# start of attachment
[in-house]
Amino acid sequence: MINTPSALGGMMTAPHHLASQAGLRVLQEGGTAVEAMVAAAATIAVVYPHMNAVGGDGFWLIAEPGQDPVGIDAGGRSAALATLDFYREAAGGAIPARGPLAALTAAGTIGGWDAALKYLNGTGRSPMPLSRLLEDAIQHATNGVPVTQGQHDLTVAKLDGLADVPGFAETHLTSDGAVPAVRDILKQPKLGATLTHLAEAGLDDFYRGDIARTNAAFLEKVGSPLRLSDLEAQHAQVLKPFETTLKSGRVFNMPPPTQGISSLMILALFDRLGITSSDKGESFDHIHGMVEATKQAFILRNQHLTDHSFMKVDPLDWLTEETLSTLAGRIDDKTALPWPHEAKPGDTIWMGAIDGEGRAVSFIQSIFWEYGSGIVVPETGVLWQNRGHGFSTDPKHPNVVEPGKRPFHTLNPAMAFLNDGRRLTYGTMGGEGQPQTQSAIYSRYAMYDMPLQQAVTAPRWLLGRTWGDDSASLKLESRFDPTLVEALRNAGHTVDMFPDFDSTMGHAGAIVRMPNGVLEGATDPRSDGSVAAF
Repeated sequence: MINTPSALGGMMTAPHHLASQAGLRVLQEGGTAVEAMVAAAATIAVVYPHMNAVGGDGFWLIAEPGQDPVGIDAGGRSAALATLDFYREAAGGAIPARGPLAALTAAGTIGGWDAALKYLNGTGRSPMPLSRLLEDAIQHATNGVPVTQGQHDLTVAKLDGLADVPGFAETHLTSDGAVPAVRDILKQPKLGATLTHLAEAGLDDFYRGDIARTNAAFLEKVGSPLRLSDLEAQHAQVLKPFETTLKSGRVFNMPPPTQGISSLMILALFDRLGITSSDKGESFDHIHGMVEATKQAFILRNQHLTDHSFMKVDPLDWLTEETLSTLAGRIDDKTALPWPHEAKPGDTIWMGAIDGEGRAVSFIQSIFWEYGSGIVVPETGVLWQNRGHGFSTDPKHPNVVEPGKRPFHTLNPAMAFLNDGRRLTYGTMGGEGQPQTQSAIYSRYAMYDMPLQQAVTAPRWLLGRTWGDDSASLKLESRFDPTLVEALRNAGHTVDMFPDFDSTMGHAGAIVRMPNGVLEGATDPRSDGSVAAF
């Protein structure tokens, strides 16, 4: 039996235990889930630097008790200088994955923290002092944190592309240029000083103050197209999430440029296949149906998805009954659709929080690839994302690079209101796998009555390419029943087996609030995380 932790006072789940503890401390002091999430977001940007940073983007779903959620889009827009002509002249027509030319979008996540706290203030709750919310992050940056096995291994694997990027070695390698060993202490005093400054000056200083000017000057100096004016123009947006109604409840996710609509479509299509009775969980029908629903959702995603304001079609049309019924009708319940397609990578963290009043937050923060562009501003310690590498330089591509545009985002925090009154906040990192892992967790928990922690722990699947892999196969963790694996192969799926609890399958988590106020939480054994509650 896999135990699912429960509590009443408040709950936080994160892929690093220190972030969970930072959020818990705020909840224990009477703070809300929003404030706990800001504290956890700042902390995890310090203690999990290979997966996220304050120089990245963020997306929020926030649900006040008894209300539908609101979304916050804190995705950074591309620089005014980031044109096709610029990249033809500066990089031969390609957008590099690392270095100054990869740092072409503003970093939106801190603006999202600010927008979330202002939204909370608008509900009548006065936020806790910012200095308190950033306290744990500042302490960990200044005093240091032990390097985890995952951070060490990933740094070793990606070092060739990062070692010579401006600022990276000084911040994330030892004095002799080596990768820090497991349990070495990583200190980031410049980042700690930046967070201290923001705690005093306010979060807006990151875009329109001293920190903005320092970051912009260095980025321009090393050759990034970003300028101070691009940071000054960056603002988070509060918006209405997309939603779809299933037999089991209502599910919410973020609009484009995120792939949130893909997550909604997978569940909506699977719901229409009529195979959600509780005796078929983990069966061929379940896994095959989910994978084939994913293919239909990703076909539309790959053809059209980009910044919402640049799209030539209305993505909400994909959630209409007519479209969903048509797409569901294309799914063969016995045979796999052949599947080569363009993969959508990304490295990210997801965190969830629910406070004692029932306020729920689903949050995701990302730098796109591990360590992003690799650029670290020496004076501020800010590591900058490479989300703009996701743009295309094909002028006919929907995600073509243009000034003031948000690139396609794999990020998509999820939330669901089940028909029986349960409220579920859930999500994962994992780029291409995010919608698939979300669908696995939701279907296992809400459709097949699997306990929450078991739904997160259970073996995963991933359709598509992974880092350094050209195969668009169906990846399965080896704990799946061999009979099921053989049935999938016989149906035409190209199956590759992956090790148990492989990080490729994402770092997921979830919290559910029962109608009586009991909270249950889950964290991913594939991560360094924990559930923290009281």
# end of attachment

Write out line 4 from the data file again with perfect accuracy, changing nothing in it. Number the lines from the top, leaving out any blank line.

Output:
């Protein structure tokens, strides 16, 4: 039996235990889930630097008790200088994955923290002092944190592309240029000083103050197209999430440029296949149906998805009954659709929080690839994302690079209101796998009555390419029943087996609030995380 932790006072789940503890401390002091999430977001940007940073983007779903959620889009827009002509002249027509030319979008996540706290203030709750919310992050940056096995291994694997990027070695390698060993202490005093400054000056200083000017000057100096004016123009947006109604409840996710609509479509299509009775969980029908629903959702995603304001079609049309019924009708319940397609990578963290009043937050923060562009501003310690590498330089591509545009985002925090009154906040990192892992967790928990922690722990699947892999196969963790694996192969799926609890399958988590106020939480054994509650 896999135990699912429960509590009443408040709950936080994160892929690093220190972030969970930072959020818990705020909840224990009477703070809300929003404030706990800001504290956890700042902390995890310090203690999990290979997966996220304050120089990245963020997306929020926030649900006040008894209300539908609101979304916050804190995705950074591309620089005014980031044109096709610029990249033809500066990089031969390609957008590099690392270095100054990869740092072409503003970093939106801190603006999202600010927008979330202002939204909370608008509900009548006065936020806790910012200095308190950033306290744990500042302490960990200044005093240091032990390097985890995952951070060490990933740094070793990606070092060739990062070692010579401006600022990276000084911040994330030892004095002799080596990768820090497991349990070495990583200190980031410049980042700690930046967070201290923001705690005093306010979060807006990151875009329109001293920190903005320092970051912009260095980025321009090393050759990034970003300028101070691009940071000054960056603002988070509060918006209405997309939603779809299933037999089991209502599910919410973020609009484009995120792939949130893909997550909604997978569940909506699977719901229409009529195979959600509780005796078929983990069966061929379940896994095959989910994978084939994913293919239909990703076909539309790959053809059209980009910044919402640049799209030539209305993505909400994909959630209409007519479209969903048509797409569901294309799914063969016995045979796999052949599947080569363009993969959508990304490295990210997801965190969830629910406070004692029932306020729920689903949050995701990302730098796109591990360590992003690799650029670290020496004076501020800010590591900058490479989300703009996701743009295309094909002028006919929907995600073509243009000034003031948000690139396609794999990020998509999820939330669901089940028909029986349960409220579920859930999500994962994992780029291409995010919608698939979300669908696995939701279907296992809400459709097949699997306990929450078991739904997160259970073996995963991933359709598509992974880092350094050209195969668009169906990846399965080896704990799946061999009979099921053989049935999938016989149906035409190209199956590759992956090790148990492989990080490729994402770092997921979830919290559910029962109608009586009991909270249950889950964290991913594939991560360094924990559930923290009281």